How to speak to a child about alcohol and other drugs

If a child approaches you about alcohol or other drugs, it’s important not to be judgmental and listen openly to the young person.

Removing the stigma and threat of punishment will allow them to open up to you, trust you, and gives you a better opportunity to hear what has been going on.

If you’re a parent or career, it’s a good idea to familiarise and educate yourself on the topic, so if conversations around alcohol and drugs do happen you feel prepared. You can read our guide on how to talk to children about alcohol and other drugs here.

AnchorWhere to find information and support for alcohol and drug use

Regardless of your age or situation, support is available for you.

Search for Barnardo’s support services near you or get in touch with one of the below organisations.

Alcohol and other drug support services and information:

We Are With You

Free, confidential, online support for people experiencing issues with alcohol, other drugs and mental health.

We Are With You have over 80 services and have a free online chat function where you can access support. Find out more about these services by visiting the We Are With You website.


Friendly and confidential advice on drugs.

FRANK is a website that has honest information about drugs, details of local and national services, and where to go to if you need help. Find out more about these services by visiting the FRANK website.


A harm reduction and outreach charity based in Scotland.

Crew offer free, digital drop-in services and in-person drop-ins in Edinburgh. To find more information about these support services and information on alcohol and other drugs, visit their website here.


A national charity tackling the effects of drugs and alcohol on family members and friends.

Adfam empowers families and friends to get the support they need, you can find out more about their services on their website here.

Help in a crisis

If someone’s physical or mental health needs immediate attention, or you are worried about your own or someone else’s safety, call 999.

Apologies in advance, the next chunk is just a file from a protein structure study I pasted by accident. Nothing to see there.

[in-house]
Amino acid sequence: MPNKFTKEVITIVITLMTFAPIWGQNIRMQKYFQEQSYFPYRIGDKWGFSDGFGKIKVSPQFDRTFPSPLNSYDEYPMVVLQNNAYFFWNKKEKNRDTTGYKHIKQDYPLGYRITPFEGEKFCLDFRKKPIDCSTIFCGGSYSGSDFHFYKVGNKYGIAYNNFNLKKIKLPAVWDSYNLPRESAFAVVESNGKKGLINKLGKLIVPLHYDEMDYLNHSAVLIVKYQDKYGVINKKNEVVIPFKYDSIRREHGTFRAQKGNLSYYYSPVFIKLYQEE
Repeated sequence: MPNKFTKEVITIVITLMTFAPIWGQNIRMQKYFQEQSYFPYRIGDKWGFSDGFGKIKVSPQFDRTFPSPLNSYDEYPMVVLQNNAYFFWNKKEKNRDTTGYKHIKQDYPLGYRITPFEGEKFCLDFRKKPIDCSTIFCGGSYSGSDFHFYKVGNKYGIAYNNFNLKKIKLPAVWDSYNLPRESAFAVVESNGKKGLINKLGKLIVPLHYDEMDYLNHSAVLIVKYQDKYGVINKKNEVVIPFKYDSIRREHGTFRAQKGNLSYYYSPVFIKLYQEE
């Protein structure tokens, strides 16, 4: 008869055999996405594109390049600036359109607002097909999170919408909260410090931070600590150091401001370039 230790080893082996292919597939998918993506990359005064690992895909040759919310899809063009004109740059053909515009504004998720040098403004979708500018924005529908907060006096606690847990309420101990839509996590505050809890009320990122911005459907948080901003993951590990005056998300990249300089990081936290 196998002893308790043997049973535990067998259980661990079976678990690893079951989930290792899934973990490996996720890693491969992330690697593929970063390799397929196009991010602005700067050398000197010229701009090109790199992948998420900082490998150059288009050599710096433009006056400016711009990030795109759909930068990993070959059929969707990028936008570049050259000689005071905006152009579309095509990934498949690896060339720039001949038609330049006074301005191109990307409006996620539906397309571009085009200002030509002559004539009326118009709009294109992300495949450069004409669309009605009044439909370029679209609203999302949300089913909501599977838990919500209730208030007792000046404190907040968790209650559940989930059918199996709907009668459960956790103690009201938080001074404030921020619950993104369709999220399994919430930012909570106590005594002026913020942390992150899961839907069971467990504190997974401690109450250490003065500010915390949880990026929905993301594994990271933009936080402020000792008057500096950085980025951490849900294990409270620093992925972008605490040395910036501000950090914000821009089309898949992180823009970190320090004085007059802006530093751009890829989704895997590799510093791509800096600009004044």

If the situation is not as urgent, but you are still experiencing a crisis you can:

  • call your GP and ask for an emergency appointment
  • call NHS 111
  • contact your mental health crisis team (if you have one)
  • call Samaritans for free on 116 123

Alcohol Specific Support Services:


A confidential helpline for anyone concerned about drinking. Call them free on 0300 123 1110.

Drink Aware

Drinkaware provides independent alcohol advice, information and tools to help people make better choices about their drinking. You can find more guidance on their website here.

Other ways to get support:

How we support families at Barnardo’s 

At Barnardo’s we support young people and their families with problems arising from alcohol and other drug use. There is also support available if you are a parent or career who is struggling.

We prioritise a non-judgmental approach, where we really listen to the young person about their experiences and consider how we can best help both [the young person] and their family.

Kevin Hattam

Children Services Manager, Axis Service Falkirk 

What should I do if I’m worried about a child? 

If you are concerned that a child may be at imminent risk, always call 999 immediately.  

If you are concerned that a young person could be at non-immediate risk, there are services you can contact for support: 

If you are worried about a child it is important that you share that concern. The information you have may help professionals to build a better picture about what might be happening.

  • Mental health services for children and young people 

    No child should be left to deal with poor mental health alone - and that’s why we offer a range of mental health support services for children, young people, and their families.   

  • Helping families 

    Every child should grow up feeling loved and supported. We provide a range of services to help and support families across the UK. 

  • Support keeping children safe from harm and child abuse 

    Find out more about what child abuse is and information about different types of abuse, including how to spot it and where to find help.